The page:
The latest update on the HIV/AIDS epidemic was released Tuesday. The UNAIDS report says an estimated 33 million people are now living with HIV, the AIDS virus. It says in 2007, there were 2.7 million new infections, while two million people died of AIDS last year.
But there is encouraging news in the report. Karen Stanecki is a senior epidemiologist with UNAIDS. From Geneva, she spoke to VOA English to Africa Service reporter Joe De Capua about the findings.
"We have seen a substantial increase in HIV prevention efforts and we are seeing that these are producing results. In some of the heavily affected countries, such as Rwanda and Zimbabwe, changes in sexual behavior have been followed by declines in the number of new infections," she says.
She compares the latest findings to those of recent years. "The number of new HIV infections has fallen in several countries. However, the AIDS epidemic is not over in any part of the world and HIV is going to require long-term response that is grounded in evidence and human rights," she says.
Why human rights? Stanecki says, "To protect people from discrimination and stigma, we want to ensure that everybody has access to the health services and prevention efforts that they need in order to protect themselves from becoming infected. So that will mean that governments will have to take a strong stand in dealing with where the epidemic is occurring. And it may be among those at most of risk populations where they're involved in illegal behaviors, but they need access to prevention programs," she says.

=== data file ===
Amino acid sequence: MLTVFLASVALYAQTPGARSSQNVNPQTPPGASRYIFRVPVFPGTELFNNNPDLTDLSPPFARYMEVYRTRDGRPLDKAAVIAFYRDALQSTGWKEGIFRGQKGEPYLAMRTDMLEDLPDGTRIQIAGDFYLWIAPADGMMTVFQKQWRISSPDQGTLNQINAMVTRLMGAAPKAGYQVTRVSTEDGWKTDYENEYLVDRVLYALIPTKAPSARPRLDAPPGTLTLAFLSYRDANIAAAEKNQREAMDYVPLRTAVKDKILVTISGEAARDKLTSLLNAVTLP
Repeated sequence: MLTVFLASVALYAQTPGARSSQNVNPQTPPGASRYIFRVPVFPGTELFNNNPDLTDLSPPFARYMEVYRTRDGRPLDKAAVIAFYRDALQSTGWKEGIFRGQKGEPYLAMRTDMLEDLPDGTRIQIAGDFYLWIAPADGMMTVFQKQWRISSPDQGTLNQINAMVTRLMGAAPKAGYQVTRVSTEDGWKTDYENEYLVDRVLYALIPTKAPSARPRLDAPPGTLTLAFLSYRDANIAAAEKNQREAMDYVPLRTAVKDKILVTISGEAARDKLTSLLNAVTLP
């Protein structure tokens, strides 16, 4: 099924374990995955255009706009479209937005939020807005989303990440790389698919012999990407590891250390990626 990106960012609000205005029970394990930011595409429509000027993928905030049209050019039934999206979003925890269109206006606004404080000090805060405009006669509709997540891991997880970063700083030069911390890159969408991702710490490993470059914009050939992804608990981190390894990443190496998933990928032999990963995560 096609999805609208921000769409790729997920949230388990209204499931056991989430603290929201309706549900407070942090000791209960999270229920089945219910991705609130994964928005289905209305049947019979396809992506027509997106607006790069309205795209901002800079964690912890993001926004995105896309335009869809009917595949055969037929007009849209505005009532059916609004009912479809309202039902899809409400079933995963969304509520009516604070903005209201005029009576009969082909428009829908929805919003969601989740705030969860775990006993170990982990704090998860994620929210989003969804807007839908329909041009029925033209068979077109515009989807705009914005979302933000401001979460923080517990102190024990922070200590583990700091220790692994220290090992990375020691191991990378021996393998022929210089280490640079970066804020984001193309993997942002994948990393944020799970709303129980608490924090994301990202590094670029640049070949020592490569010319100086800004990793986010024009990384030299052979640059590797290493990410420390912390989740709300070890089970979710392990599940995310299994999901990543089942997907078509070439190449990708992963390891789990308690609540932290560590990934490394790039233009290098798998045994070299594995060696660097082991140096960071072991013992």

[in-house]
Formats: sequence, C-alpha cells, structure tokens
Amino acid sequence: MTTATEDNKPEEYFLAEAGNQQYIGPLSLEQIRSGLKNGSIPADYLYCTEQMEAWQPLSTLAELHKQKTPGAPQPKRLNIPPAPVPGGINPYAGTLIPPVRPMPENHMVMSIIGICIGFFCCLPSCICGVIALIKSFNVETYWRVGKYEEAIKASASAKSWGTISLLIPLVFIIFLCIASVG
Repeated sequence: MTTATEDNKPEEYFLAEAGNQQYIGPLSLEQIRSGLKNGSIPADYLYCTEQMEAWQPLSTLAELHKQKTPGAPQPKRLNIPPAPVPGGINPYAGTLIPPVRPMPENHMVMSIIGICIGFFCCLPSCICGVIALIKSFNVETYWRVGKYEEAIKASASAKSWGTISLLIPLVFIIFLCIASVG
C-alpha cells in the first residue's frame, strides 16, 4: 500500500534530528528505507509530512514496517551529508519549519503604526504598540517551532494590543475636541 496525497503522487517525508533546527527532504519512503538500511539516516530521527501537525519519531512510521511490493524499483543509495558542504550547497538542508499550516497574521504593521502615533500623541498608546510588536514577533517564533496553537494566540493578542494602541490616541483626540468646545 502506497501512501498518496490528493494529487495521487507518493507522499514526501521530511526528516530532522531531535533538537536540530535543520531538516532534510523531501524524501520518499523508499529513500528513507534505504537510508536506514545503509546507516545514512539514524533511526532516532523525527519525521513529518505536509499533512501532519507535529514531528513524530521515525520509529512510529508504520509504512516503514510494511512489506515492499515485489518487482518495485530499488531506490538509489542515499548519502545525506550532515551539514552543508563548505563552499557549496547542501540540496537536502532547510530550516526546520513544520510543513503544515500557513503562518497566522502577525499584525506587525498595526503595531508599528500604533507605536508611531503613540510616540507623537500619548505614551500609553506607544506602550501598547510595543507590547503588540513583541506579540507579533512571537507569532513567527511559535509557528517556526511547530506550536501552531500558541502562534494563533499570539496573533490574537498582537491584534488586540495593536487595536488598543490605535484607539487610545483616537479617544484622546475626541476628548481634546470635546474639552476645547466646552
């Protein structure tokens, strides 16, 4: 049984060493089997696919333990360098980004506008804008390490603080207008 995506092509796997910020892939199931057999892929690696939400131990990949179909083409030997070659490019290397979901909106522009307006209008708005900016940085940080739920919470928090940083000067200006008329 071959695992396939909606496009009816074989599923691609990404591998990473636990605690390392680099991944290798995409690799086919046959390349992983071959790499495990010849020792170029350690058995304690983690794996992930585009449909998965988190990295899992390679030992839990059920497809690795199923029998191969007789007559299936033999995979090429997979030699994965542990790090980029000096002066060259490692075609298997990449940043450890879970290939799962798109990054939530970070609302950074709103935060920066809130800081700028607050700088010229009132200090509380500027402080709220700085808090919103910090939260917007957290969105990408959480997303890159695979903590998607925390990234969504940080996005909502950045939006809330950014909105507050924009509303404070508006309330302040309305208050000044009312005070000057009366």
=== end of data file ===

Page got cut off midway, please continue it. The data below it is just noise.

The UNAIDS report has some good news regarding young people. "We're seeing that they're waiting longer to become sexually active. This has been seen in seven of the most affected countries, countries such as Burkina Faso, Cameroon, Ethiopia, Ghana, Malawi, Uganda and Zambia. For example, the percentage of young people having sex before the age of 15 has gone down from 35 percent to 14 percent in Cameroon. We're also seeing that young people are reporting having fewer partners. So the percentage of young men and women who are reported having more than one partner the last 12 months declined in ten of the most affected countries. And those countries are mostly in sub-Saharan Africa. And as well among young people, condom use is increasing for those with multiple partners," she says.
As for treatment, the UNAIDS epidemiologist says, "In low and middle income countries, we have now three million people who are on treatment. And one million alone started treatment in 2007. So, we're vastly scaling up the number of people who are on treatment."
There are also figures regarding treatment for HIV-positive women to prevent mother-to-child transmission of HIV. "In addition to treatment for mothers for their own illness, we are also seeing increases in…mother-to-child treatment programs, with HIV-positive pregnant women receiving antiretrovirals to prevent the transmission to their children." She said those figures have increased from 14 to 33 percent.Despite the encouraging news, sub-Saharan Africa continues to bear the brunt of the epidemic, "with two thirds of all people living with HIV in sub-Saharan Africa. And southern Africa itself is the most seriously affected, with one third of all people living with HIV in nine countries in southern Africa.